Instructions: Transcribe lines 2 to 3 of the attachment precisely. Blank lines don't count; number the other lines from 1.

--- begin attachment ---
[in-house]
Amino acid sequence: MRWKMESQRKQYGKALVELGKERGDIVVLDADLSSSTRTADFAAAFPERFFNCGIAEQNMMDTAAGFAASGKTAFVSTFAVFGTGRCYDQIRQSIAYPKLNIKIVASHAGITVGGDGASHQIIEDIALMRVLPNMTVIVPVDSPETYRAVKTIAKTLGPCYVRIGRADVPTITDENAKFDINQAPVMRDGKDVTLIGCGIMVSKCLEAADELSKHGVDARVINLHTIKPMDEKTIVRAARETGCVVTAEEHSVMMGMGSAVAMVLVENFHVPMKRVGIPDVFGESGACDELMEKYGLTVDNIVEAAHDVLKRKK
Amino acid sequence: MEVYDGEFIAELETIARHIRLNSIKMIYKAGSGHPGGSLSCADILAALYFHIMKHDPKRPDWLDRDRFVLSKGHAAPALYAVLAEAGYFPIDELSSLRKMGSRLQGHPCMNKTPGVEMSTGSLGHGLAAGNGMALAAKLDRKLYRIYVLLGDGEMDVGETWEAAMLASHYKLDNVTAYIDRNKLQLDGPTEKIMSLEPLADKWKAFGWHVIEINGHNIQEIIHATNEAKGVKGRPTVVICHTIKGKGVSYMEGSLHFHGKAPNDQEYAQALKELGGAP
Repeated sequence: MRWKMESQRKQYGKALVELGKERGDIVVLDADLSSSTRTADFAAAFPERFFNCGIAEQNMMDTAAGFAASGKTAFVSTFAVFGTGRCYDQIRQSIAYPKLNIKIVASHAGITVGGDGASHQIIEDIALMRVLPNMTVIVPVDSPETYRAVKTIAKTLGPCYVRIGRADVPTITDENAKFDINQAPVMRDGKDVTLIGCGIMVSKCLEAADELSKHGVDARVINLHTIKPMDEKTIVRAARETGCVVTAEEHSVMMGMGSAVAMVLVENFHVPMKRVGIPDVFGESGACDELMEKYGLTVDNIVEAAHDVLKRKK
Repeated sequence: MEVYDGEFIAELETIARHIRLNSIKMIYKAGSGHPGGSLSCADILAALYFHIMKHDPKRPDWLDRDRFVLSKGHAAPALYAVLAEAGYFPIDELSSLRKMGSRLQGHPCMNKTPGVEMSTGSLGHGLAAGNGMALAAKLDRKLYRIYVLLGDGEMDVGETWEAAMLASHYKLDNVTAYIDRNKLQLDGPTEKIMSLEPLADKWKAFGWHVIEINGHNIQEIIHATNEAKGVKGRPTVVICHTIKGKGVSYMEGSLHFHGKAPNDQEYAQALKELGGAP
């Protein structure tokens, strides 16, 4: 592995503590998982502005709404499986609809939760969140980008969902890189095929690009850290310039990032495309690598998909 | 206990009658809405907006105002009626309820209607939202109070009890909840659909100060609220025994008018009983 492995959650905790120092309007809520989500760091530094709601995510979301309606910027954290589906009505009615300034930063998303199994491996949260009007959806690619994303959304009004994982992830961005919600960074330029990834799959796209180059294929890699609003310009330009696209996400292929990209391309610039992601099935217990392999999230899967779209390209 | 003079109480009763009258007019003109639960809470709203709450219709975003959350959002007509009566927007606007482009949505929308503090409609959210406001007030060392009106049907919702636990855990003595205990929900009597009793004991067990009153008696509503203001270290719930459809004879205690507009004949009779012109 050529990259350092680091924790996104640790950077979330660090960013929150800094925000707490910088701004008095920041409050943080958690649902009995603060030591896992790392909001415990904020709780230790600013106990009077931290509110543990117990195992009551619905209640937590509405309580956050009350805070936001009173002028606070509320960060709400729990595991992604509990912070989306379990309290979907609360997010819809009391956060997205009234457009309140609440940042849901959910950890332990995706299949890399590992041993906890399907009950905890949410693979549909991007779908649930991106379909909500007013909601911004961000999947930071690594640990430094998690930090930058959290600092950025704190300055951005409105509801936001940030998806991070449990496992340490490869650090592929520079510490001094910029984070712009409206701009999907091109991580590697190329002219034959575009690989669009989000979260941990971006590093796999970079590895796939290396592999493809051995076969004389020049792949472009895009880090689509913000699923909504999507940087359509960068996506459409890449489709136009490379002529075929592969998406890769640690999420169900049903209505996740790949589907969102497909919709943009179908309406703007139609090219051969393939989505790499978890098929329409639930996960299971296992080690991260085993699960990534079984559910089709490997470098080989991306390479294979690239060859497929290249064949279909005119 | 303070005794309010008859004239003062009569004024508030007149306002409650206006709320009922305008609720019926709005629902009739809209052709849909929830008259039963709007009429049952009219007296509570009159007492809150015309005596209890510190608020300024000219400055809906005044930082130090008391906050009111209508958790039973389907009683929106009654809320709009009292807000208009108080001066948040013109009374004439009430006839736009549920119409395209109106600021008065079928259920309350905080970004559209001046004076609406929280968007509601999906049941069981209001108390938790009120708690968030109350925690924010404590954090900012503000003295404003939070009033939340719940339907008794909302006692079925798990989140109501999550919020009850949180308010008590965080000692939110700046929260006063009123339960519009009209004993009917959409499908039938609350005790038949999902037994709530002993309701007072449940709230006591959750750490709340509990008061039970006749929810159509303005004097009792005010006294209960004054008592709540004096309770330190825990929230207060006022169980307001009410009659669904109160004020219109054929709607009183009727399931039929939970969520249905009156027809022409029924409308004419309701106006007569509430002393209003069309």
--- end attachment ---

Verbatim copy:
Amino acid sequence: MRWKMESQRKQYGKALVELGKERGDIVVLDADLSSSTRTADFAAAFPERFFNCGIAEQNMMDTAAGFAASGKTAFVSTFAVFGTGRCYDQIRQSIAYPKLNIKIVASHAGITVGGDGASHQIIEDIALMRVLPNMTVIVPVDSPETYRAVKTIAKTLGPCYVRIGRADVPTITDENAKFDINQAPVMRDGKDVTLIGCGIMVSKCLEAADELSKHGVDARVINLHTIKPMDEKTIVRAARETGCVVTAEEHSVMMGMGSAVAMVLVENFHVPMKRVGIPDVFGESGACDELMEKYGLTVDNIVEAAHDVLKRKK
Amino acid sequence: MEVYDGEFIAELETIARHIRLNSIKMIYKAGSGHPGGSLSCADILAALYFHIMKHDPKRPDWLDRDRFVLSKGHAAPALYAVLAEAGYFPIDELSSLRKMGSRLQGHPCMNKTPGVEMSTGSLGHGLAAGNGMALAAKLDRKLYRIYVLLGDGEMDVGETWEAAMLASHYKLDNVTAYIDRNKLQLDGPTEKIMSLEPLADKWKAFGWHVIEINGHNIQEIIHATNEAKGVKGRPTVVICHTIKGKGVSYMEGSLHFHGKAPNDQEYAQALKELGGAP